Starent exit proves fruitful for VC shareholders

Cisco System’s $2.9 billion acquisition of wireless telecom equipment maker Starent Networks Inc. (Nasdaq: STAR), announced early last week, may have created some happy venture firms, which continued to hold shares after the company went public.

Tewksbury, Mass.-based Starent raised about $95 million in VC funding before launching an IPO in June 2007 that raised more than $126 million in proceeds.

Highland Capital, North Bridge Venture Partners and Matrix Partners were early stage investors in Starent, and as of Jan. 15 held substantial stakes in the company, according to regulatory documents. (Late stage investors included Itochu Technology, Focus Ventures and T-Venture Holding GmbH, the venture arm of T-Mobile, according to Thomson Reuters, publisher of PE Week.)

Unless they’ve sold shares since the beginning of the year, North Bridge owned 10.5 million shares of Starent (or 15%), Matrix owned 8 million shares (11.5%) and Highland owned 3.6 million shares (5.2%).

At a sale price of $35 per share, that’s a $369 million payout for North Bridge, $282 million for Matrix and $128 million for Highland.

In addition, the three venture firms each had representatives sitting on the board, who were shareholders, as well. In January, North Bridge Managing Partner Edward Anderson held 66,666 common shares (worth $2.3 million), Matrix General Partner Timothy Barrows held 157,671 common shares ($5.5 million) and Highland General Partner Sean Dalton held 7,480 common shares ($262,000). All three were in line to receive more shares if they exercised stock options.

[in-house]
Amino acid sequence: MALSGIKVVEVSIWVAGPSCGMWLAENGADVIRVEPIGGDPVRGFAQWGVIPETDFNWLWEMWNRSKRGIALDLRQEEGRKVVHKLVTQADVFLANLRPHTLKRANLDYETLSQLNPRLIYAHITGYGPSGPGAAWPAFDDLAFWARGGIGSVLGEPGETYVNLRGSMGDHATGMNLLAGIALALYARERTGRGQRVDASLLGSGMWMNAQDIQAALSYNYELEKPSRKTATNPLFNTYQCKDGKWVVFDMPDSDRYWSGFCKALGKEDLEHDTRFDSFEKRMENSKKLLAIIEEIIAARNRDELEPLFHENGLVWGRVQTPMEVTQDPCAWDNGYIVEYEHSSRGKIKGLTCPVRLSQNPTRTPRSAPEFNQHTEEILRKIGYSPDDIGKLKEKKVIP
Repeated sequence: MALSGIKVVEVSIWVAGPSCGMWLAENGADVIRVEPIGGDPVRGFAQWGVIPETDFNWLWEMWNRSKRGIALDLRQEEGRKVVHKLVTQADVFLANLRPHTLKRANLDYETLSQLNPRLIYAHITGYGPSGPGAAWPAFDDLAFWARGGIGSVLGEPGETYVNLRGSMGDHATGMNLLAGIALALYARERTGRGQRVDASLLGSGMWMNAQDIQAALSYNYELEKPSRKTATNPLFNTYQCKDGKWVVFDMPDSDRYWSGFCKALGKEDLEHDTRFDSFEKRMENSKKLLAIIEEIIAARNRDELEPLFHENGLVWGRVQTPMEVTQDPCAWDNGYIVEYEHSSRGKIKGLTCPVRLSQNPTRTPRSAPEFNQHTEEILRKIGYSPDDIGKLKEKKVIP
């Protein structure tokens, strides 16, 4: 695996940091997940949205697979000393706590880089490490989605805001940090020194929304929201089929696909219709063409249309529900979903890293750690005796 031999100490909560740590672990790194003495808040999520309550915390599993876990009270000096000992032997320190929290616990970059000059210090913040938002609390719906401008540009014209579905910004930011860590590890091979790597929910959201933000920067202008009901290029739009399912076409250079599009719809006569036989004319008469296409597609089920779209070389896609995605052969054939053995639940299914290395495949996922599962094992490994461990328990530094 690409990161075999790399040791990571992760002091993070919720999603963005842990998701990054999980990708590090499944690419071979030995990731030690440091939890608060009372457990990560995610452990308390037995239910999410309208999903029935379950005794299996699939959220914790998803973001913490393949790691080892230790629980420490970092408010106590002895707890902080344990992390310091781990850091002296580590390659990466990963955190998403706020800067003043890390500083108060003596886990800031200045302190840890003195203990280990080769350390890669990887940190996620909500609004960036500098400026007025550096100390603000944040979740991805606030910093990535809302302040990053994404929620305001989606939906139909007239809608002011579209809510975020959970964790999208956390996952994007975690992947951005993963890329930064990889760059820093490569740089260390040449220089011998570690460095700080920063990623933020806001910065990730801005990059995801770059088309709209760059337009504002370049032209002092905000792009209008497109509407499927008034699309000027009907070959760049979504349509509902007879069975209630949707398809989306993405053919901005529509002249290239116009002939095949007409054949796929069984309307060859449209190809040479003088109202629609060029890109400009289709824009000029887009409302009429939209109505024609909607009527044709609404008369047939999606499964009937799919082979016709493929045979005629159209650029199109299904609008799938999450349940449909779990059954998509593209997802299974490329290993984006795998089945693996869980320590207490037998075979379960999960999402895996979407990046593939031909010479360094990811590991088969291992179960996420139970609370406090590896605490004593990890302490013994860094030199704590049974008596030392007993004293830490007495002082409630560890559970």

Calls to North Bridge were not returned for comment.Meanwhile, Cisco’s acquisition comes as the San Jose, Calif.-based networking manufacturer seems to be leading the tech M&A charge out of the downturn.

In addition to Starent, Cisco recently bought Norwegian video conferencing maker Tandberg for $3 billion.

Analysts expect Cisco, which ended the last quarter with a cash balance of $34 billion, to keep up the dealmaking pace, especially now that some stability has returned to the public markets.

“The ability to expand in markets where we have been strong clearly has been a big part of what we’ve done in the past,” said Hilton Romanski, vice president of corporate development at Cisco and who runs its global acquisition and venture investment strategy.

Cisco, which was founded in 1984, has spent about $56 billion on 174 deals for acquisitions, according to Thomson Reuters data. That includes Cisco’s $590 million purchase of Pure Digital Technologies earlier this year. Pure Digital, which makes the popular Flip digital video camera, had previously raised $95 million over four venture rounds from 2004 to 2007, according to Thomson Reuters. Pure Digital’s venture backers include AllianceBernstein, Benchmark Capital, Crescendo Venture Management, Focus Ventures, ,Morgan Stanley Private Equity, Samsung, Sequoia Capital, Steamboat Ventures and VantagePoint Venture Partners.

Many of the acquisitions Cisco has made over the year were startups or private companies with assets that bolster Cisco’s core business of making switches and routers that direct computer traffic.

But as the networking business has matured, Cisco has forayed into several new interconnected markets, such as Web-based video conferencing and online video.

The top U.S. network equipment maker has only acquired 14 public companies so far, but Romanski said they will be more active in that space.

Cisco likes to push into big markets that are in transition and hasten the pace of adoption of new technologies by buying small companies that are market leaders and using its heft to build scale, Romanski said.

Anupreeta Das of Reuters contributed to this article.